What Developers Want: Scaling Platforms to Meet User Needs
As more and more organizations realize that the migration of services to the cloud, and the adoption of more modular architectures is inevitable, the PaaS-based approach to delivering new applications is growing. For those struggling with innovation due to the restrictions of legacy core systems, platforms offer a vital lifeline as they allow for faster development in secure cloud environments.
But what do developers value when it comes to platforms? In-built tools and processes may be useful for some, but they are not always necessary. Understanding the needs of developers at an early stage is vital to ensure take-up and that platforms are subsequently scaled effectively, and contain the right tools to help developers deliver products to market more efficiently.
Gaining feedback on what developers value with regard to available tools, as well as their overall user experience when building applications, is essential before scaling out. Starting small is the most effective way of establishing what works and what doesn’t. This could mean testing the platform with a limited number of customers, or focusing on a limited geographical location, which ensures that issues are flagged early on before a mass rollout.
Having hundreds or thousands of users is an admirable goal, but it is important to establish the wants and needs of these users as early as possible. A number of factors will inform this understanding. Firstly, the nature of the development will be key. Low-code platforms, for example, are becoming more popular due to their accessible nature. These platforms come equipped with ready-made standardized core components, which makes them ideal for citizen developers or data scientists. By using the components and tools provided, new applications can be created in a matter of minutes through simply dragging and dropping elements using an in-built app builder.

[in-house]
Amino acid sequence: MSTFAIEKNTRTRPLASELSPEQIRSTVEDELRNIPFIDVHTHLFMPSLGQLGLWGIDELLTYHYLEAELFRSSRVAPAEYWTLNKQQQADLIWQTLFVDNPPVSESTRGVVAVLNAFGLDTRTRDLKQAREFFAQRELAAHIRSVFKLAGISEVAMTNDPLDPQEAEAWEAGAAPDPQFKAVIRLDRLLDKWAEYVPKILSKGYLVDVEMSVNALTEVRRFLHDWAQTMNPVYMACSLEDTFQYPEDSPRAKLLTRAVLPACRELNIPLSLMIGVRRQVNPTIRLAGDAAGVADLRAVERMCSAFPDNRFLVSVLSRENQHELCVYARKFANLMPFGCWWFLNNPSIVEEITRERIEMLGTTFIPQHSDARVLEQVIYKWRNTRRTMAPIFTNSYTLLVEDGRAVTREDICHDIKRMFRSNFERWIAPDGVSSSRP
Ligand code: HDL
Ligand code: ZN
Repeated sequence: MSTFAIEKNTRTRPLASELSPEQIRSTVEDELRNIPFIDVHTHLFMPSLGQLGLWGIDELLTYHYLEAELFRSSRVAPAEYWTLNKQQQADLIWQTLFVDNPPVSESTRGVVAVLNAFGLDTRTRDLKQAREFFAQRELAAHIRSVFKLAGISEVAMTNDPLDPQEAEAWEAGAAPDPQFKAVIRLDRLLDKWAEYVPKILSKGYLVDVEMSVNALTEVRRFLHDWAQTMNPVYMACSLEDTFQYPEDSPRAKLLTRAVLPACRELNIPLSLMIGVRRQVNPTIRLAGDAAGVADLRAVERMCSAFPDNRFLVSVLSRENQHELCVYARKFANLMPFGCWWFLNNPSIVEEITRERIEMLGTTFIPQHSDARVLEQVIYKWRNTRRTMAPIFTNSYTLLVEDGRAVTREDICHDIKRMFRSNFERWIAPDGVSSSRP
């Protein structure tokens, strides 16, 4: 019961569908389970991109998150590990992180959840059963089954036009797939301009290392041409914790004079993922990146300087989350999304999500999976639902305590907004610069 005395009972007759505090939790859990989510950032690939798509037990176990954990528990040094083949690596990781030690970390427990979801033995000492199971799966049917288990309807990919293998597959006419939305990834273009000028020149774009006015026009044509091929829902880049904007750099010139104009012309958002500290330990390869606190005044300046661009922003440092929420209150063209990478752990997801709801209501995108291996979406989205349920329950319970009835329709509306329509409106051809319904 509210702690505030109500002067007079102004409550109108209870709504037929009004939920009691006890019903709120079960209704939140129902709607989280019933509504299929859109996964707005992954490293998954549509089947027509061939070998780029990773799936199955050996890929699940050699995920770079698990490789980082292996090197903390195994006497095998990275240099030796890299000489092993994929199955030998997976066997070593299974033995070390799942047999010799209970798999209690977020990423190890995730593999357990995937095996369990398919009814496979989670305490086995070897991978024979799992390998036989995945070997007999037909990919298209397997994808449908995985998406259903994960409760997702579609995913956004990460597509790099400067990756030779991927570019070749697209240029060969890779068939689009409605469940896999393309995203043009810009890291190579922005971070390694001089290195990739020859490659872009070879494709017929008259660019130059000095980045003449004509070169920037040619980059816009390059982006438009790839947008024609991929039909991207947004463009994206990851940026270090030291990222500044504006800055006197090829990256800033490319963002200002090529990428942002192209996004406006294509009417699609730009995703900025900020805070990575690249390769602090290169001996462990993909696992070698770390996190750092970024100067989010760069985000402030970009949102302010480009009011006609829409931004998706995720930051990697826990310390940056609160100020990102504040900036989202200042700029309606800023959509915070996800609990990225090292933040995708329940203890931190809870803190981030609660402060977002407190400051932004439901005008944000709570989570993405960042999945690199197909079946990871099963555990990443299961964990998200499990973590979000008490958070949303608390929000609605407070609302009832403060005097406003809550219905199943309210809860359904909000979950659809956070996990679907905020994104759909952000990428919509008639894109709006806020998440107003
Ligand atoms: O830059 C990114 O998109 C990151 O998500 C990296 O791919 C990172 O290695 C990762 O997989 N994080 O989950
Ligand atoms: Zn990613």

The downside to attaching standardized low-code tools to a platform is that standardization can limit the sophistication of the tools on offer. Take the example of a banking platform. Financial technology firms will most likely form a significant portion of the user-base. As with any technology specialist, these agile firms will have advanced app builders and will be adept at creating complex products using their own technology stacks. For them, low-code app builders and tools present a risk, as they are proprietary technologies and so raise concerns about vendor lock-in. Developers relish the opportunity to use their own preferred tools – so there’s limited benefit in building prescribed tools into the platform itself.
Feedback and Features
To establish which features are most valued by developers, platform vendors should prioritize feedback at an early stage. Neglecting to do so can lead to the building and consequent maintenance of tools and features that were never needed.